Ellie Gibson, one half of @Scummymummies, who penned the powerful analogy 'Not all sharks' in the wake of Sarah Everard's murder previously told Yahoo UK she believes change will need to come from the structure of society and the state.

"Cities and public spaces do need to be better designed around women," she says. "We need to think about street lighting and we need to think about, do we need to compensate women, or price the right sort of safe means of transport that's affordable for women or free.

"Because it's all very well saying it's dangerous to walk home on your own, but if you can't afford a cab, or if you have to get from the bus stop to your house, and it's 200 metres, what are you going to do?

"So we're gonna have to bring in some fundamental changes in everything from town planning to the way we behave at work."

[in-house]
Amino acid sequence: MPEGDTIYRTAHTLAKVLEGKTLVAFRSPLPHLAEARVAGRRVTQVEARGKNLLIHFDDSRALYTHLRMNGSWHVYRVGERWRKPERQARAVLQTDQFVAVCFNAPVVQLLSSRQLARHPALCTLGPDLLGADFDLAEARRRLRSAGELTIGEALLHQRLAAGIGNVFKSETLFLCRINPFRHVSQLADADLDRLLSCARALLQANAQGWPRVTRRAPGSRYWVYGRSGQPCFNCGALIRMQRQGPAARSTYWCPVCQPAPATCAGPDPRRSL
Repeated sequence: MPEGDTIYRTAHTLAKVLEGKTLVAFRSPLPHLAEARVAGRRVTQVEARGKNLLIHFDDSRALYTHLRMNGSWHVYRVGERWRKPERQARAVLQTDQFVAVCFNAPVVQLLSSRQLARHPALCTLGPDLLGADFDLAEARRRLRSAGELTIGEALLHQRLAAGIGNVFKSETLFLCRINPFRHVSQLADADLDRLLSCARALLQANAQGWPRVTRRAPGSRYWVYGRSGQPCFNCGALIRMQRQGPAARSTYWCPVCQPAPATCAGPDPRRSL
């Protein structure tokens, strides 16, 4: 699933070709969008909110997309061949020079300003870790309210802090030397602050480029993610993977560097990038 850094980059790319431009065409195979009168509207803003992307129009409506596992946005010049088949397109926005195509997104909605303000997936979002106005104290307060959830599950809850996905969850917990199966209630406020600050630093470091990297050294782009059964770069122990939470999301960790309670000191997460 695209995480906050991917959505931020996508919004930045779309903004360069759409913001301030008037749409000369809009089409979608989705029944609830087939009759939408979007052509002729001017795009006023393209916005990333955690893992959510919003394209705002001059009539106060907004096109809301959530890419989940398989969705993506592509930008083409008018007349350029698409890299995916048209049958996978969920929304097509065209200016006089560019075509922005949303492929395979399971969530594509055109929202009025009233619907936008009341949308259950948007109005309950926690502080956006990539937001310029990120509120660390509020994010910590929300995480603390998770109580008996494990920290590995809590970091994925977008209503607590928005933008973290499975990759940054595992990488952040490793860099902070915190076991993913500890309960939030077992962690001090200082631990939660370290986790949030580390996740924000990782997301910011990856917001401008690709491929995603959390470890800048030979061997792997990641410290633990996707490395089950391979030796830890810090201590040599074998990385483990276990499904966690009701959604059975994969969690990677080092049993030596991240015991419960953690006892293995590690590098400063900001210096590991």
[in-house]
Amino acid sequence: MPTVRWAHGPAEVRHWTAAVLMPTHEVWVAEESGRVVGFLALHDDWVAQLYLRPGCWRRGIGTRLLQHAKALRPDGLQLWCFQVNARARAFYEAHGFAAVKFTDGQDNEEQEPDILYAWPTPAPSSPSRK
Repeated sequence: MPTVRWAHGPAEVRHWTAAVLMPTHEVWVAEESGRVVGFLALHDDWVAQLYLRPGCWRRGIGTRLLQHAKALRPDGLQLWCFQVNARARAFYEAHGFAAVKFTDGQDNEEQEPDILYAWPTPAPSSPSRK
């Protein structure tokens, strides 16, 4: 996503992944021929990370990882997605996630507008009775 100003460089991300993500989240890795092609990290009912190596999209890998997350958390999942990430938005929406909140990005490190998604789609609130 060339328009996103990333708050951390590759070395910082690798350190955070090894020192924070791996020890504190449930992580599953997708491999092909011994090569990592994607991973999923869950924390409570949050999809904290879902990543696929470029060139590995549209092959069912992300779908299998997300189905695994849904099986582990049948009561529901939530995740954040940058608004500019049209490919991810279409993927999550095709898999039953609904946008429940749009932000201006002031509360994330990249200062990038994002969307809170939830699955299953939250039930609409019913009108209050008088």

Rose Caldwell, CEO for Plan International UK agrees that more needs to be done to ensure women feel safer.

“All women and girls should feel safe in public spaces, yet they still continue to face harassment every day. They’re being followed, shouted at, touched and groped – and it needs to stop," she previously told Yahoo UK.

"That is why our #CrimeNotCompliment campaign with Our Streets Now, calls upon the government to establish a clear law that criminalises all forms of public sexual harassment and protects the rights of girls to a life lived without fear.

“Currently, there is no UK law that fully criminalises public sexual harassment, leaving perpetrators to get away with it. As one girl told us, you can be fined for dropping litter in the UK, but not for harassing a woman or girl in public. This cannot be right. Only by enacting legal change will we start to see a cultural shift, so that girls and women will finally begin to feel safe in public spaces.”